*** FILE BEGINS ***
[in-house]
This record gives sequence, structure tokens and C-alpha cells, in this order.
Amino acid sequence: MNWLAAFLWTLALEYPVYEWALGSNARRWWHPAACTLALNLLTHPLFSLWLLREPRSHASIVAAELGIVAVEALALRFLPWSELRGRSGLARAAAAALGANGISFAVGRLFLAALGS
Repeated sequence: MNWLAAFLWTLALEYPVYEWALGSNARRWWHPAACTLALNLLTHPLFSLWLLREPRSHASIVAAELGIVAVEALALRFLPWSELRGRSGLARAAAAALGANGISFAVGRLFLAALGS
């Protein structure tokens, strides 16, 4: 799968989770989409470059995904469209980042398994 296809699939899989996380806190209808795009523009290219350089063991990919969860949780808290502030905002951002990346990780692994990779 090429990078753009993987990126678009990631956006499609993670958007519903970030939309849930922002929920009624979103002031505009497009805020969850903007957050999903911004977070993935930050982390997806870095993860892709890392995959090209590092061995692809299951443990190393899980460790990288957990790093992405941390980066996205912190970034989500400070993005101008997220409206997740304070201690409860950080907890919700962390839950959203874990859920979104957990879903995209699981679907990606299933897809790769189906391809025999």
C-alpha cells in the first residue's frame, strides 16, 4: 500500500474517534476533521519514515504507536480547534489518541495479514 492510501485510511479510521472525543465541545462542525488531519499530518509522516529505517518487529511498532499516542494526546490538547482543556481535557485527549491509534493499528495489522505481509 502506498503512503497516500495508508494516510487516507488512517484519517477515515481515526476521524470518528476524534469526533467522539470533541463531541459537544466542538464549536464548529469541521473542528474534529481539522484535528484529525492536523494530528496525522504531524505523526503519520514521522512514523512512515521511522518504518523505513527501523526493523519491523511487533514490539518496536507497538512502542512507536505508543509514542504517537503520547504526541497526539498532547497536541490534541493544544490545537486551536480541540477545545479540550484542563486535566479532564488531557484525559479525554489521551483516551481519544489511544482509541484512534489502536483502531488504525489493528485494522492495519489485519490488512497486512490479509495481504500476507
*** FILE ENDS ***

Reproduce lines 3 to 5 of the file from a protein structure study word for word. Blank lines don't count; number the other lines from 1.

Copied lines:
Amino acid sequence: MNWLAAFLWTLALEYPVYEWALGSNARRWWHPAACTLALNLLTHPLFSLWLLREPRSHASIVAAELGIVAVEALALRFLPWSELRGRSGLARAAAAALGANGISFAVGRLFLAALGS
Repeated sequence: MNWLAAFLWTLALEYPVYEWALGSNARRWWHPAACTLALNLLTHPLFSLWLLREPRSHASIVAAELGIVAVEALALRFLPWSELRGRSGLARAAAAALGANGISFAVGRLFLAALGS
């Protein structure tokens, strides 16, 4: 799968989770989409470059995904469209980042398994 296809699939899989996380806190209808795009523009290219350089063991990919969860949780808290502030905002951002990346990780692994990779 090429990078753009993987990126678009990631956006499609993670958007519903970030939309849930922002929920009624979103002031505009497009805020969850903007957050999903911004977070993935930050982390997806870095993860892709890392995959090209590092061995692809299951443990190393899980460790990288957990790093992405941390980066996205912190970034989500400070993005101008997220409206997740304070201690409860950080907890919700962390839950959203874990859920979104957990879903995209699981679907990606299933897809790769189906391809025999």